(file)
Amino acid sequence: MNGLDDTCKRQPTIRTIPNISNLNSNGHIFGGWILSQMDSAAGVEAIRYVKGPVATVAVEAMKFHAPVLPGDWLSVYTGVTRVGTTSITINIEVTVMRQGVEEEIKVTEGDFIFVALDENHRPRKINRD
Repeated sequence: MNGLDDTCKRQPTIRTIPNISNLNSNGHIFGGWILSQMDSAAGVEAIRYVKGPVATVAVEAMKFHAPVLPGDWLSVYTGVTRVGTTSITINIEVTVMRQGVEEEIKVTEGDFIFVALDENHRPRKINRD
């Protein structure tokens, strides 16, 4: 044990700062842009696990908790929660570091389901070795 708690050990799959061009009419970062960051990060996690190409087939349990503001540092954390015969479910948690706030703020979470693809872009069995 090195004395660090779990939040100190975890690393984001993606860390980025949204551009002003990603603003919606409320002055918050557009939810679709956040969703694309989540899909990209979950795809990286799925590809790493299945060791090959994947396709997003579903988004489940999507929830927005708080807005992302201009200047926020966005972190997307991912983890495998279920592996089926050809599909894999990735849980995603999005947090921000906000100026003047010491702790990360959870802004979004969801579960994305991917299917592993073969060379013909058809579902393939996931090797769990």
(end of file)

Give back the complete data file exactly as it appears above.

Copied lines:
Amino acid sequence: MNGLDDTCKRQPTIRTIPNISNLNSNGHIFGGWILSQMDSAAGVEAIRYVKGPVATVAVEAMKFHAPVLPGDWLSVYTGVTRVGTTSITINIEVTVMRQGVEEEIKVTEGDFIFVALDENHRPRKINRD
Repeated sequence: MNGLDDTCKRQPTIRTIPNISNLNSNGHIFGGWILSQMDSAAGVEAIRYVKGPVATVAVEAMKFHAPVLPGDWLSVYTGVTRVGTTSITINIEVTVMRQGVEEEIKVTEGDFIFVALDENHRPRKINRD
């Protein structure tokens, strides 16, 4: 044990700062842009696990908790929660570091389901070795 708690050990799959061009009419970062960051990060996690190409087939349990503001540092954390015969479910948690706030703020979470693809872009069995 090195004395660090779990939040100190975890690393984001993606860390980025949204551009002003990603603003919606409320002055918050557009939810679709956040969703694309989540899909990209979950795809990286799925590809790493299945060791090959994947396709997003579903988004489940999507929830927005708080807005992302201009200047926020966005972190997307991912983890495998279920592996089926050809599909894999990735849980995603999005947090921000906000100026003047010491702790990360959870802004979004969801579960994305991917299917592993073969060379013909058809579902393939996931090797769990």